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Gardening - How to Plant Potatoes

Updated on March 8, 2008

It is almost Spring, which means it is time to think about gardening. Potatoes are one of the easiest vegetables to plant yourself. They require little work, are easy to dig up, taste wonderful, and if you avoid insecticides they will be much better for you than store bought. Potatoes also keep for a long time in a cool dark place such as a garage or basement. If you are growing your own, you can plant varieties that you won't find in the store. Some of the best tasting potatoes will not be found in your local grocery store.

In cool climates you can plant potatoes in early to midspring. In warm climates plant in the fall. You want to make sure that you plant seed potatoes. You cannot plant potatoes that you purchase from the grocery store. A couple of days before planting you need to prepare your potatoes. If you have large seed potatoes cut them into pieces about 1 1/2 inches thick, making sure that there are at least two eyes on each piece. Once they are cut you should let them heal for a couple of days in a cool place.

To help guard against fungal diseases and keep potato beetles away the experts recommend tossing the potatoes in a paper bag with a handful of agricultural sulfur right before you plant. I have never done this and have also never had a problem.

You will want to plant potatoes about one foot apart in a shallow trench about three inches deep. When the plants grow to about a foot tall you need to cover the area that you planted a few inches. It is very important to keep the potatoes underground from getting any sunlight; this causes the potatoes to turn green. You can make a hill around each potato plant with dirt, straw, grass clippings, or leaves.

Keep the potatoes well watered from the time they flower until about two weeks before harvest. I have dug around and pulled out "new" potatoes throughout the summer and the taste is wonderful. You will know it is time to harvest the main crop when the top foliage dies back. Either use a pitchfork to gently dig down and lift up the potatoes or just use your hands to dig around and find the potatoes. This is my favorite part.

Once picked just brush off the dirt as best you can, but do not wash the potatoes. You will need to cure the potatoes for about two weeks. Store in a cool dark place to do this. Do not store potatoes with apples. Stored correctly these potatoes should last for months. I never seem to plant enough to have them last for months, but every year I am hopeful.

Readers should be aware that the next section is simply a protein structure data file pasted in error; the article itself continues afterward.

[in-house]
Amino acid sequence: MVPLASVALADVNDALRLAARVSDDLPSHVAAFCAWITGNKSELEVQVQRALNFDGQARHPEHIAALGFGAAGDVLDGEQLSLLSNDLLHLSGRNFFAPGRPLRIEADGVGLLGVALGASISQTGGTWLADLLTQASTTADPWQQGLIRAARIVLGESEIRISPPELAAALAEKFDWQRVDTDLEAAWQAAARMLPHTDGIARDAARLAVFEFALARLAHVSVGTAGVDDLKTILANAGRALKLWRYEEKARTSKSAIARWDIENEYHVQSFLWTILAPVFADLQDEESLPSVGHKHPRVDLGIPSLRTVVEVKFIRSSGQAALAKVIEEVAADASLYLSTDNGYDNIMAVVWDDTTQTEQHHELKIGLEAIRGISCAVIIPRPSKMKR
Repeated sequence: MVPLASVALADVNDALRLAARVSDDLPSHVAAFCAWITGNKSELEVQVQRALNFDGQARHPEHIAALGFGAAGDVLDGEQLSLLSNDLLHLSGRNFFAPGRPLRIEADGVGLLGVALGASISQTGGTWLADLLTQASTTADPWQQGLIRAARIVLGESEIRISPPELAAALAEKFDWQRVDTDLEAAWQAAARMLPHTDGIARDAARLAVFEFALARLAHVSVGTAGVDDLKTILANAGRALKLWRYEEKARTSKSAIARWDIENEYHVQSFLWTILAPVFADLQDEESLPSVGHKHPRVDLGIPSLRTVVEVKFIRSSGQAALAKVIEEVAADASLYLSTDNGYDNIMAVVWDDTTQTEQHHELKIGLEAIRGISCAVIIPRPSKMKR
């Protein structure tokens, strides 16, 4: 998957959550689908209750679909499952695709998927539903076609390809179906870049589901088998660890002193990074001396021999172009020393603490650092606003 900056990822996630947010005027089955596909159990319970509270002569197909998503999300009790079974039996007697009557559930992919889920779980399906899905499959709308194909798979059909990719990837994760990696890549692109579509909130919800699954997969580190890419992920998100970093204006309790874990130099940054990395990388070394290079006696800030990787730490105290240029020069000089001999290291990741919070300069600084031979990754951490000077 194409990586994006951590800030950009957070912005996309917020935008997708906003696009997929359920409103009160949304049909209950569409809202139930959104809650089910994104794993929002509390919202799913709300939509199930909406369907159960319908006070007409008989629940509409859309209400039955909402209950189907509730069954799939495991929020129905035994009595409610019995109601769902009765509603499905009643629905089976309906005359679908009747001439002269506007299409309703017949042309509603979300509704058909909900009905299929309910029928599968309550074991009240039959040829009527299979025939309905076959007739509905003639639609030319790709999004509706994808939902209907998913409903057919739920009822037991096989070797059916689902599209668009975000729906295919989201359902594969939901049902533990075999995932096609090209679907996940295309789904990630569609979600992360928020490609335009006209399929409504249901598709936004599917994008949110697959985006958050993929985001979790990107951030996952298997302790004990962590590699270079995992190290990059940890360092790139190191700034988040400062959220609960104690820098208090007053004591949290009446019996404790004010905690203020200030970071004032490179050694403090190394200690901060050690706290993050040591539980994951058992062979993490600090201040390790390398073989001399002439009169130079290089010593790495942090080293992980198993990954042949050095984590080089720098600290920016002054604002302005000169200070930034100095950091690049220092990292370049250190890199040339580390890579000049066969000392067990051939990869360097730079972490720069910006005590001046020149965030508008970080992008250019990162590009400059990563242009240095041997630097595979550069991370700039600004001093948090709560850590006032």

Potatoes are very good for you and filling. They are very high in potassium, having more than a banana. They also have iron, Vitamin C, fiber, Vitamin B, and protein. All of this and no fat. It can't get much better than that right? Don't want to dig up a garden in order to plant? You don't have to. You can plant potatoes in straw, old tires, even garbage bags! Planting your own is a fun adventure that is well worth it.


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      JD 8 years ago

      Good hub but disagree about not using grocery store potatoes. You say you cannot but you can and they will grow as I did it this way for years. I did switch to seed potatoes as they usually produce a much better crop.

    • C.S.Alexis profile image

      C.S.Alexis 9 years ago from NW Indiana

      Informative hub. I enjoyed the refresher course.

    • profile image

      Mercedes 9 years ago

      Thank you Jennifer. Now I need to find out the details of planting potatoes here in WI. I hope it's not too cold for them up here. I know last year we had a couple of frosts before the end of May.

    • Bob Ewing profile image

      Bob Ewing 9 years ago from New Brunswick

      Good hub, I have planted potatoes in both straw and tires with good results.